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4 Responses to Migratory Compromises

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  2. Johny Morris says:

    As a data migration consultant of long standing (ten years plus doing nothing but), I’ve got to say that it’s satisfying to see more people coming round to thinking that maybe we should all approach data migration with a little more forthought. Not enough space here to impart more than a passing gem or two – but I always recommend to clients that you run two parallel projects – the main one and a data migration project that feed off one another. And, if say, the development project is 12 months, then the data migration project should start at the same time as the development one and spend the first 6 months doing landscape analysis and data prep on the legacy.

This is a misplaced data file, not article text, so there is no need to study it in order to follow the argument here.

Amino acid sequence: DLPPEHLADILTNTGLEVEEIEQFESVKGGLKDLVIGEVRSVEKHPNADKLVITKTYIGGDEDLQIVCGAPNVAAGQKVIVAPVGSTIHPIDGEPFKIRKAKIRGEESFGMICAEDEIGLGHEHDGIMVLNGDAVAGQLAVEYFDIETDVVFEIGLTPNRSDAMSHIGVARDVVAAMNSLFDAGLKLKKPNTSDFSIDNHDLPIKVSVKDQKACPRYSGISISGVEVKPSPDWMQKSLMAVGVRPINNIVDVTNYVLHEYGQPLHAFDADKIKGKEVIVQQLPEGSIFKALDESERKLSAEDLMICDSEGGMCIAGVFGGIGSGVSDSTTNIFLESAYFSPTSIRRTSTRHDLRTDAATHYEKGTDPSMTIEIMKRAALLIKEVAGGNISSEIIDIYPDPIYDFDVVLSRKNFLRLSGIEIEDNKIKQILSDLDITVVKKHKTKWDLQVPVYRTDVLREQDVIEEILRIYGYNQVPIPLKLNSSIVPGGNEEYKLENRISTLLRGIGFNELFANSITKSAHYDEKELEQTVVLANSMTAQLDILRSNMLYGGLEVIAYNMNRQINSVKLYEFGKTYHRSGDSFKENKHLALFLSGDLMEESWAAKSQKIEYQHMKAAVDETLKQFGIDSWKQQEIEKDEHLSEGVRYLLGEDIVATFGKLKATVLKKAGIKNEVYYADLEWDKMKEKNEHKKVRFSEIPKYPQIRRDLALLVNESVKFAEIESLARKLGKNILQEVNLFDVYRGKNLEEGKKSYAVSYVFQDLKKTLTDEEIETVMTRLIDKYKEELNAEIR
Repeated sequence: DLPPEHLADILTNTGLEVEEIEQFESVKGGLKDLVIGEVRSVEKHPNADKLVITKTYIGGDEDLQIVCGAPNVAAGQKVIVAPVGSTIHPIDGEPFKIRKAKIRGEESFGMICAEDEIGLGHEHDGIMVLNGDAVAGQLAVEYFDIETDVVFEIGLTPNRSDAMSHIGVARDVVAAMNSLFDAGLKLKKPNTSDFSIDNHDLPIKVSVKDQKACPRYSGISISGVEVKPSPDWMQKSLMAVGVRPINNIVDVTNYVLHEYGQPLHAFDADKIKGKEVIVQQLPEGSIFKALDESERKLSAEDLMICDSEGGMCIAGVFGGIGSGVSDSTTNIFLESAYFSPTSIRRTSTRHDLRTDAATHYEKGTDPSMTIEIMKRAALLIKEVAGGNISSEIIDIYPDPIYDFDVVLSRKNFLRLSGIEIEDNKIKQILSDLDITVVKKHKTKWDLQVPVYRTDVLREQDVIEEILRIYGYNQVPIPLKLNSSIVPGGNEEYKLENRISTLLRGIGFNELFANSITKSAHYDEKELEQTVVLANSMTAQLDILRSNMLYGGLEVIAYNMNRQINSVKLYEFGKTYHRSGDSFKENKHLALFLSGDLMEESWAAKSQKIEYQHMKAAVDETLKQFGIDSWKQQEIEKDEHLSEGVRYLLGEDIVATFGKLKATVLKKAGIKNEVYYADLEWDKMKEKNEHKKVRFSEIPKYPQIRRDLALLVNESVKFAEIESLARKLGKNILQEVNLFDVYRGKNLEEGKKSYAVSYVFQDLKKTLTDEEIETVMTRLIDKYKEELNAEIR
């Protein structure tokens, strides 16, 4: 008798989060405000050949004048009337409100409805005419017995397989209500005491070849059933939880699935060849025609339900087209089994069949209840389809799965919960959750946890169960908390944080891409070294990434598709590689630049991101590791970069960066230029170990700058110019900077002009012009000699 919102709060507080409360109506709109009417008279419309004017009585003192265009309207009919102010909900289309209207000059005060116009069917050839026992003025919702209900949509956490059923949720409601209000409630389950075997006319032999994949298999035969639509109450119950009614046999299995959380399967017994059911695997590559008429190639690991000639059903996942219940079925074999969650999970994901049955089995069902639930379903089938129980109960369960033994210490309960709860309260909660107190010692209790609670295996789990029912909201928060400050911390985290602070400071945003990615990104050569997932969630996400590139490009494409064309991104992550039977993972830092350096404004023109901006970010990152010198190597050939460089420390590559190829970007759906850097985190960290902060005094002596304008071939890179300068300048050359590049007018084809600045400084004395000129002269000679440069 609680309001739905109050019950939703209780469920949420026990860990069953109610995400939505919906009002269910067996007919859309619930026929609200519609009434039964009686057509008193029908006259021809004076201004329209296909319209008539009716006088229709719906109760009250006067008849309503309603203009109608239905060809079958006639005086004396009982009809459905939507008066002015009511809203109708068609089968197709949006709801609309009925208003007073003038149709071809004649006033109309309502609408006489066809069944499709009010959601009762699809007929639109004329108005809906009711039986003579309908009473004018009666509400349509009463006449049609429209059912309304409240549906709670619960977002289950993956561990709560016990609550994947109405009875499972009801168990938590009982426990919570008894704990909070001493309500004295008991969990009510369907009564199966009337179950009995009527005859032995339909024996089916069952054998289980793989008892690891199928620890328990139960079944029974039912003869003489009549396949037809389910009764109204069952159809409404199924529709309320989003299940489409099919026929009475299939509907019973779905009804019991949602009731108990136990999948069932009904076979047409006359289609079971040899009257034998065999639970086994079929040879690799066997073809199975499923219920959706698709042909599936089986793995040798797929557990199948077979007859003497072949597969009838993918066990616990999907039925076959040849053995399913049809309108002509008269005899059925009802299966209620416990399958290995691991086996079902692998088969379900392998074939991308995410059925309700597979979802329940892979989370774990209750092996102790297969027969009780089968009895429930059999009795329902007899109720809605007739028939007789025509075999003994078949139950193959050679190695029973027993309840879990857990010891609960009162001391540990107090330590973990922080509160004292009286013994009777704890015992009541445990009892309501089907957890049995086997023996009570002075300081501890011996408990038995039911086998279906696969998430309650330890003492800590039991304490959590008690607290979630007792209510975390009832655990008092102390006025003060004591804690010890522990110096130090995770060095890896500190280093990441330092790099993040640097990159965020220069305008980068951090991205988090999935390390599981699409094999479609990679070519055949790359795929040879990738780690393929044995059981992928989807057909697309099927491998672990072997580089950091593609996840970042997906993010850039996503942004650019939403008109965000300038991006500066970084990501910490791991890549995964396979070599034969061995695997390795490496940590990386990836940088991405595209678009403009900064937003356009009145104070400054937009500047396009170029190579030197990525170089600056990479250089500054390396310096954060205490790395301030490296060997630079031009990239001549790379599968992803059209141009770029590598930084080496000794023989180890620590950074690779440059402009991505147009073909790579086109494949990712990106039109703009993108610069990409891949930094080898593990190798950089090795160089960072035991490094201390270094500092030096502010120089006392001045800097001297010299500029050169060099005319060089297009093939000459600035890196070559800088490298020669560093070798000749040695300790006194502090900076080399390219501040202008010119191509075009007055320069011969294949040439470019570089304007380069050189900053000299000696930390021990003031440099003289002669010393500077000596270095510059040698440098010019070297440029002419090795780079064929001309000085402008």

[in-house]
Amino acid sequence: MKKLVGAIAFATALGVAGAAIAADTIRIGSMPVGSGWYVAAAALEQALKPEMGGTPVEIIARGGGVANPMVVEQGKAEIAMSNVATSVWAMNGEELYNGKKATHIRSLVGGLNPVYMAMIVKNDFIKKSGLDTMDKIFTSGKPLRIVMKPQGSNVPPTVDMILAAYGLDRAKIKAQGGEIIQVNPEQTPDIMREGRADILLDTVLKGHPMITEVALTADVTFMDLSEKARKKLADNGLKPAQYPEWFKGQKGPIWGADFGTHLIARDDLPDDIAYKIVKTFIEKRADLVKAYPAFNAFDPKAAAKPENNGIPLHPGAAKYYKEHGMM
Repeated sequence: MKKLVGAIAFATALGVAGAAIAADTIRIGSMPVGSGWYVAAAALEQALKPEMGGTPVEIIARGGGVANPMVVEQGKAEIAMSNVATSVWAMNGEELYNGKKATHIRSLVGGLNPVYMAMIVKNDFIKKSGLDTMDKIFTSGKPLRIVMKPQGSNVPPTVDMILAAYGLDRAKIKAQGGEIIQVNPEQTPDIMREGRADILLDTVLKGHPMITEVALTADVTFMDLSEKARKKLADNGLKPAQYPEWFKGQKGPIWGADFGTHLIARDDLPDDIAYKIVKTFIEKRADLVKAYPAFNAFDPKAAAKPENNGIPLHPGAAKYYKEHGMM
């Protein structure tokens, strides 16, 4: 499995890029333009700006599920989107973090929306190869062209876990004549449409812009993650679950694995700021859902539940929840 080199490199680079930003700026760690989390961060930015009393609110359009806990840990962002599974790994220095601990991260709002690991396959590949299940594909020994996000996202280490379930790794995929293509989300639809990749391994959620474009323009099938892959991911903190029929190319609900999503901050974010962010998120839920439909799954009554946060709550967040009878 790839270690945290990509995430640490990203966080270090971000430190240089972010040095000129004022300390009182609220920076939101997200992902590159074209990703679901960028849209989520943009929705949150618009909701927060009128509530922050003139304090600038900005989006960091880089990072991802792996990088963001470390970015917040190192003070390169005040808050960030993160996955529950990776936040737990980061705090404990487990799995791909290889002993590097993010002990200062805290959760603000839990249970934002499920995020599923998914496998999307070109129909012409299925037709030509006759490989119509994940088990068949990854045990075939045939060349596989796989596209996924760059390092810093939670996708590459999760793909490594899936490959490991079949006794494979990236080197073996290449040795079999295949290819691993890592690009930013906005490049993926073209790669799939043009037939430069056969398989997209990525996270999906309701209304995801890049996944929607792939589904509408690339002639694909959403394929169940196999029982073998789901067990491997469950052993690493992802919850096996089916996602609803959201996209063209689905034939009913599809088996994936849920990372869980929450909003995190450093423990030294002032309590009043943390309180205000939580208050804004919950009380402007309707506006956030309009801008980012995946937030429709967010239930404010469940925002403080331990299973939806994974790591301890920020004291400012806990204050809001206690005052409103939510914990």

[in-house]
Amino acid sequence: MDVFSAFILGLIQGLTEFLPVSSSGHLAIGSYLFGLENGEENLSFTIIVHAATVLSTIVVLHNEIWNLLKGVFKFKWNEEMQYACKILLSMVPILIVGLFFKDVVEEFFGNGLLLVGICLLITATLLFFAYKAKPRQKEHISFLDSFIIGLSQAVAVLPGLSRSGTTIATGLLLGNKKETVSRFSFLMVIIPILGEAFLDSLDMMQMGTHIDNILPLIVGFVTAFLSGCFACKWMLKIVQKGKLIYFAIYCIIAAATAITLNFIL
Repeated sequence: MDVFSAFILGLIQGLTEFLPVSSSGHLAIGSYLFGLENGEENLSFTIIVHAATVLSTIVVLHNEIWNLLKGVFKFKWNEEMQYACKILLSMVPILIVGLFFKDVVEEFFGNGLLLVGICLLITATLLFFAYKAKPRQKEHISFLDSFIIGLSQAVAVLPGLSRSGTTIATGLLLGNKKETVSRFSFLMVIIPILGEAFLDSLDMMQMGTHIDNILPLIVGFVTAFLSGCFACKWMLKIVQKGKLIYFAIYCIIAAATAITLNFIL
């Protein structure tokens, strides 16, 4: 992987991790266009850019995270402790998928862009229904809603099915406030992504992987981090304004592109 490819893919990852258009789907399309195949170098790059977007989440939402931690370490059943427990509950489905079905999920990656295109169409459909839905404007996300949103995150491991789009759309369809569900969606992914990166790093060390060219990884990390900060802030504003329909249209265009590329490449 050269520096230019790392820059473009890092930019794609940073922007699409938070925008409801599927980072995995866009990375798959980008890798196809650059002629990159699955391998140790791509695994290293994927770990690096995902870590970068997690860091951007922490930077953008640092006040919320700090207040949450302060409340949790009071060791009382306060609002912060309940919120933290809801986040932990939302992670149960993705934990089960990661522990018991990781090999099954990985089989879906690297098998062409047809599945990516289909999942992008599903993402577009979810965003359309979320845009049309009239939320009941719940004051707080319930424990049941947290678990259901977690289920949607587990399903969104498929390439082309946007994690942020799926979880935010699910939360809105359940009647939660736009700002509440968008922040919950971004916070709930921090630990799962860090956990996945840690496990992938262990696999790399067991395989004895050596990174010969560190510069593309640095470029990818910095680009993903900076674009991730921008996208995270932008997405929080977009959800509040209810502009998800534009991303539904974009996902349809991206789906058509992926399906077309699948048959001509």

But for all the latest views and insights on the subject check out datamigrationpro.com.

    Johny Morris

  3. Jeff Tucker says:

    It gets even more fun if you’re going to have to migrate from multiple data sources in different formats, such as supporting migrations from three previous versions of the application in both Oracle and Sql Server (2000 and 2005, of course).  We left this to the very end so a bunch of stuff ended up having to be done manually over the course of the next year.  One strategy that I found helpful in this case was to define an intermediary format of some sort.  Doesn’t really matter what format it is (text file, xml, etc) as long as it’s relatively easy to export data to from all your various database versions and types.  Then you only need a single import script and you can change that script as much as necessary as your database evolves.  That way, you never have to change the export scripts, ever.  If you just transform the data somehow, you’ll have to change your transform for every database that you’re trying to migrate from.  I found this to be moderately successful, however it was still a painful process because it was left until the last minute.